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Dietary Intake of Total, Animal, and Vegetable Protein and Risk of Type 2 Diabetes in the European Prospective Investigation into Cancer and Nutrition (EPIC)-NL Study

Dietary Intake of Total, Animal, and Vegetable Protein and Risk of Type 2 Diabetes in the... OBJECTIVEDietary recommendations are focused mainly on relative dietary fat and carbohydrate content in relation to diabetes risk. Meanwhile, high-protein diets may contribute to disturbance of glucose metabolism, but evidence from prospective studies is scarce. We examined the association among dietary total, vegetable, and animal protein intake and diabetes incidence and whether consuming 5 energy % from protein at the expense of 5 energy % from either carbohydrates or fat was associated with diabetes risk.RESEARCH DESIGN AND METHODSA prospective cohort study was conducted among 38,094 participants of the European Prospective Investigation into Cancer and Nutrition (EPIC)-NL study. Dietary protein intake was measured with a validated food frequency questionnaire. Incident diabetes was verified against medical records.RESULTSDuring 10 years of follow-up, 918 incident cases of diabetes were documented. Diabetes risk increased with higher total protein (hazard ratio 2.15 [95% CI 1.77–2.60] highest vs. lowest quartile) and animal protein (2.18 [1.80–2.63]) intake. Adjustment for confounders did not materially change these results. Further adjustment for adiposity measures attenuated the associations. Vegetable protein was not related to diabetes. Consuming 5 energy % from total or animal protein at the expense of 5 energy % from carbohydrates or fat increased diabetes risk.CONCLUSIONSDiets high in animal protein are associated with an increased diabetes risk. Our findings also suggest a similar association for total protein itself instead of only animal sources. Consumption of energy from protein at the expense of energy from either carbohydrates or fat may similarly increase diabetes risk. This finding indicates that accounting for protein content in dietary recommendations for diabetes prevention may be useful. http://www.deepdyve.com/assets/images/DeepDyve-Logo-lg.png Diabetes Care Pubmed Central

Dietary Intake of Total, Animal, and Vegetable Protein and Risk of Type 2 Diabetes in the European Prospective Investigation into Cancer and Nutrition (EPIC)-NL Study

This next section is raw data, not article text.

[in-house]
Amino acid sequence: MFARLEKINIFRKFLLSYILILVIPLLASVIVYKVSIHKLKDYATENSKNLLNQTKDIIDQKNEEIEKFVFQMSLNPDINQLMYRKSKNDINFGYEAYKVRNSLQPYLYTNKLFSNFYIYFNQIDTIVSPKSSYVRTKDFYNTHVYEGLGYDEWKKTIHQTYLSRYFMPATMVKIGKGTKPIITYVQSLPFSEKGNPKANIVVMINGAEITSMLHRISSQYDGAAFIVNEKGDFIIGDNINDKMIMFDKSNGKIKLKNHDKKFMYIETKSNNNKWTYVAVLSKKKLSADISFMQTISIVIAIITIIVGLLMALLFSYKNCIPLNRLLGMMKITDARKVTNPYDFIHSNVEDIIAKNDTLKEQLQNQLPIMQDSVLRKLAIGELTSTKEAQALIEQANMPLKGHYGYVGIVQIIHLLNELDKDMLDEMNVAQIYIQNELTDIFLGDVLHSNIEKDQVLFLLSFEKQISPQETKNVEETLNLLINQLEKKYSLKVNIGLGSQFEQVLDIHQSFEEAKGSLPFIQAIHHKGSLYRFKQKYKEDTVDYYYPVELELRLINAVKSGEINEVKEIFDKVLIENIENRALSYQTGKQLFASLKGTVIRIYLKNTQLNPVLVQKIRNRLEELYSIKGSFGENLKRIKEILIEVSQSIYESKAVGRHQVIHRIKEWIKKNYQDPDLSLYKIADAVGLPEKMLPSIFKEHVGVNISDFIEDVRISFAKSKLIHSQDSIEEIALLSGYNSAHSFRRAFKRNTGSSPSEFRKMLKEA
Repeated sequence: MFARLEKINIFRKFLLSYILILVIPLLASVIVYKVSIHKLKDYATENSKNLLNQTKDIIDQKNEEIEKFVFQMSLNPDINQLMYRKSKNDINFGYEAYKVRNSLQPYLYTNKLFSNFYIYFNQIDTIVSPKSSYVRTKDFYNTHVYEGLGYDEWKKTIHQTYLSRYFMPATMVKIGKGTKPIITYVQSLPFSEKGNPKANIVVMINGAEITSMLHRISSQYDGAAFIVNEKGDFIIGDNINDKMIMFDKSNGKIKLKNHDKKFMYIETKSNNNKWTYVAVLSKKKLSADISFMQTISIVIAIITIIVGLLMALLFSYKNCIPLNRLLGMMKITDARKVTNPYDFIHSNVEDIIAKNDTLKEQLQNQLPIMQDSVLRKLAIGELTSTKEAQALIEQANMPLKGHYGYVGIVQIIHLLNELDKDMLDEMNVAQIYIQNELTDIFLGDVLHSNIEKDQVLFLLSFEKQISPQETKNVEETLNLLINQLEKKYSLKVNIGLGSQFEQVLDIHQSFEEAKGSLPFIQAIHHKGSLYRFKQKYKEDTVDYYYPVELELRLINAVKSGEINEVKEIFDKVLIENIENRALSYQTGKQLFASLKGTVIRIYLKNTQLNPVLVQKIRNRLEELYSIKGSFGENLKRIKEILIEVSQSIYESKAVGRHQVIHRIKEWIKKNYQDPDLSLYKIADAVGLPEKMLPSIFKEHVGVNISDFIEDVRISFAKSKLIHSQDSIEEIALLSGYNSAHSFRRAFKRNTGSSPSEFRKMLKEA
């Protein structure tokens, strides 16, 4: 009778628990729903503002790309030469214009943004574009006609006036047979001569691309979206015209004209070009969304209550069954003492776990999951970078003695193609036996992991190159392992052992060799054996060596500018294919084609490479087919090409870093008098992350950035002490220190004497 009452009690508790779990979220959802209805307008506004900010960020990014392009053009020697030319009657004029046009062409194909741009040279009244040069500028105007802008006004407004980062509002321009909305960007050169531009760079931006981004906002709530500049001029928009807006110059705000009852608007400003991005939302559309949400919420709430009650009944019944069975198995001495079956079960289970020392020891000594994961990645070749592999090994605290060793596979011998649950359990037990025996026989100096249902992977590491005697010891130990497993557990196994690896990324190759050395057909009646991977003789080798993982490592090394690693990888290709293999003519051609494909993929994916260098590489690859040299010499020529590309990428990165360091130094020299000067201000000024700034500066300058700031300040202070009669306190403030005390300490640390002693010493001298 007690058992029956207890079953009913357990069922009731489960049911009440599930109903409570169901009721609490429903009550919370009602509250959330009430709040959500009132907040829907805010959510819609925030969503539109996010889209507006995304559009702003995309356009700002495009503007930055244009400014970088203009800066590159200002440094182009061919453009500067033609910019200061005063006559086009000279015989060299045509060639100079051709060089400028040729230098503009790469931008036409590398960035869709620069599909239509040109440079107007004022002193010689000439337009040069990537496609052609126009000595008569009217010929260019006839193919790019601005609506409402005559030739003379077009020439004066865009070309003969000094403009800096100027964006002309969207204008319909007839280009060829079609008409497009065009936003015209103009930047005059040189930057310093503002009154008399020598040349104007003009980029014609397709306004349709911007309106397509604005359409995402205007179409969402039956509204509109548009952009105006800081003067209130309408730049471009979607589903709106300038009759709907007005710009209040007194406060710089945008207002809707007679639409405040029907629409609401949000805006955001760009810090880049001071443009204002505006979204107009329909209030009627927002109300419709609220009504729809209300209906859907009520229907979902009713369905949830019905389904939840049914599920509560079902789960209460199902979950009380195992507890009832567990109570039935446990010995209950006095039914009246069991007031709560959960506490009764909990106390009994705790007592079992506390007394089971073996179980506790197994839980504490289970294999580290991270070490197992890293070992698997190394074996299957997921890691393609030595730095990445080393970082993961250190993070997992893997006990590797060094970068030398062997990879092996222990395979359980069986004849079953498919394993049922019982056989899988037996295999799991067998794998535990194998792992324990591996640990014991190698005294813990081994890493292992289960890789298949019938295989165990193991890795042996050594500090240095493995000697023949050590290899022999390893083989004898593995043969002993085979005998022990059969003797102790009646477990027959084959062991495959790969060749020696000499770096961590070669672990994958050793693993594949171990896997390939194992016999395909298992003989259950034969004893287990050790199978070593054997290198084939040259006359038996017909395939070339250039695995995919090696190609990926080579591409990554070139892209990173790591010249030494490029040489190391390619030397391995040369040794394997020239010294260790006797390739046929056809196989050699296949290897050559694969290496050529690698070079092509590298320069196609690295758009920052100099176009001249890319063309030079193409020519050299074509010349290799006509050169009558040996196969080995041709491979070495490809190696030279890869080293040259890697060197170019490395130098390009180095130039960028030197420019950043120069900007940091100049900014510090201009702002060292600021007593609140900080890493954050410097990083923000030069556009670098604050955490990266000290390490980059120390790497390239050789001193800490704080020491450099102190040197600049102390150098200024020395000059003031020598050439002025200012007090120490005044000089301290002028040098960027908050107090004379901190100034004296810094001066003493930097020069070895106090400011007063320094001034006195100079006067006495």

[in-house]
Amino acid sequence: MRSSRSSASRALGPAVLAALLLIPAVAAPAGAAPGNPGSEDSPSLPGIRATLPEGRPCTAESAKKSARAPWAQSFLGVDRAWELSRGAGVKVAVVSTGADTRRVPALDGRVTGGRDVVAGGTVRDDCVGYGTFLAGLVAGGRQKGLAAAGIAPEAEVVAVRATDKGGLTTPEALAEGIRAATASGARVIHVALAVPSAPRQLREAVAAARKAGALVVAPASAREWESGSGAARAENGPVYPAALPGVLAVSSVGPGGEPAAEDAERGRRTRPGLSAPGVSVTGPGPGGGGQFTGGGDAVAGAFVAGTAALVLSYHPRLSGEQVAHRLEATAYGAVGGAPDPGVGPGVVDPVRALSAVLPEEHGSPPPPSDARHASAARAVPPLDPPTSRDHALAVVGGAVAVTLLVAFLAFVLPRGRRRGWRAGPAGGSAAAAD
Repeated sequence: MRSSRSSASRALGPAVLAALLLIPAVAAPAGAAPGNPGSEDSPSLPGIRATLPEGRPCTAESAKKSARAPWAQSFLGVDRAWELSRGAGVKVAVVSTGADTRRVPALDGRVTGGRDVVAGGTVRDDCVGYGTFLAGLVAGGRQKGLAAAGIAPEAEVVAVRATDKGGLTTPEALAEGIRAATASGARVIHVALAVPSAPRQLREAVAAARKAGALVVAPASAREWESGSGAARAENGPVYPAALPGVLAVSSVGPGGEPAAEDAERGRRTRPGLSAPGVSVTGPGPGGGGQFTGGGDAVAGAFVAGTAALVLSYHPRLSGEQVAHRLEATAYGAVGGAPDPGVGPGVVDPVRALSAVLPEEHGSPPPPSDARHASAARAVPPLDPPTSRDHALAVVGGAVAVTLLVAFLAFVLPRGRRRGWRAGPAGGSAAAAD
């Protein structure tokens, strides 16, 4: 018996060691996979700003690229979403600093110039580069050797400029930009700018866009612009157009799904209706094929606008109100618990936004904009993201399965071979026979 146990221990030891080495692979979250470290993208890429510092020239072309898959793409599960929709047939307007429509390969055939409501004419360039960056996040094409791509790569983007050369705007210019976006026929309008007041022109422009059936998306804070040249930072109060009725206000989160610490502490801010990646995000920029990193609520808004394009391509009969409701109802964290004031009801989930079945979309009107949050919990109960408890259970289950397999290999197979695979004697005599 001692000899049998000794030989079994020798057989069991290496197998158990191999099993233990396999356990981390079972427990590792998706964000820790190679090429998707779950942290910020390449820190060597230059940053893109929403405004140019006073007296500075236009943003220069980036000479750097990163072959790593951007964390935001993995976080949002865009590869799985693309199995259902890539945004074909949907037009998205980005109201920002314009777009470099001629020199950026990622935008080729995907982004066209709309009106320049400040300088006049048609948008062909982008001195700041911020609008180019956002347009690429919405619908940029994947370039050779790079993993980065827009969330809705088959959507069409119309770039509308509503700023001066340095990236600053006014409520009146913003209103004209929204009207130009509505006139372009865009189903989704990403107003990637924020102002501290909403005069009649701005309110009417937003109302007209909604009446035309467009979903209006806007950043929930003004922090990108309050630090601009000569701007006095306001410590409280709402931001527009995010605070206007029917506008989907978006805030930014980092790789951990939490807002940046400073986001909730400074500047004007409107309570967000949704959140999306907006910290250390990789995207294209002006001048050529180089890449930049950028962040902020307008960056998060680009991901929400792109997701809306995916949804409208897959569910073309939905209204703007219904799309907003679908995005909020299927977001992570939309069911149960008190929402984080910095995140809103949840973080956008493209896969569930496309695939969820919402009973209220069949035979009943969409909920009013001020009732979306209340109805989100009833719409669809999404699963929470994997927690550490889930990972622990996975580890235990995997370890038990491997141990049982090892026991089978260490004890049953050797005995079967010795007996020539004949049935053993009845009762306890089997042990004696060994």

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References (28)

Publisher
Pubmed Central
Copyright
© 2010 by the American Diabetes Association.
ISSN
0149-5992
eISSN
1935-5548
DOI
10.2337/dc09-1321
Publisher site
See Article on Publisher Site

Abstract

OBJECTIVEDietary recommendations are focused mainly on relative dietary fat and carbohydrate content in relation to diabetes risk. Meanwhile, high-protein diets may contribute to disturbance of glucose metabolism, but evidence from prospective studies is scarce. We examined the association among dietary total, vegetable, and animal protein intake and diabetes incidence and whether consuming 5 energy % from protein at the expense of 5 energy % from either carbohydrates or fat was associated with diabetes risk.RESEARCH DESIGN AND METHODSA prospective cohort study was conducted among 38,094 participants of the European Prospective Investigation into Cancer and Nutrition (EPIC)-NL study. Dietary protein intake was measured with a validated food frequency questionnaire. Incident diabetes was verified against medical records.RESULTSDuring 10 years of follow-up, 918 incident cases of diabetes were documented. Diabetes risk increased with higher total protein (hazard ratio 2.15 [95% CI 1.77–2.60] highest vs. lowest quartile) and animal protein (2.18 [1.80–2.63]) intake. Adjustment for confounders did not materially change these results. Further adjustment for adiposity measures attenuated the associations. Vegetable protein was not related to diabetes. Consuming 5 energy % from total or animal protein at the expense of 5 energy % from carbohydrates or fat increased diabetes risk.CONCLUSIONSDiets high in animal protein are associated with an increased diabetes risk. Our findings also suggest a similar association for total protein itself instead of only animal sources. Consumption of energy from protein at the expense of energy from either carbohydrates or fat may similarly increase diabetes risk. This finding indicates that accounting for protein content in dietary recommendations for diabetes prevention may be useful.

Journal

Diabetes CarePubmed Central

Published: Oct 17, 2009

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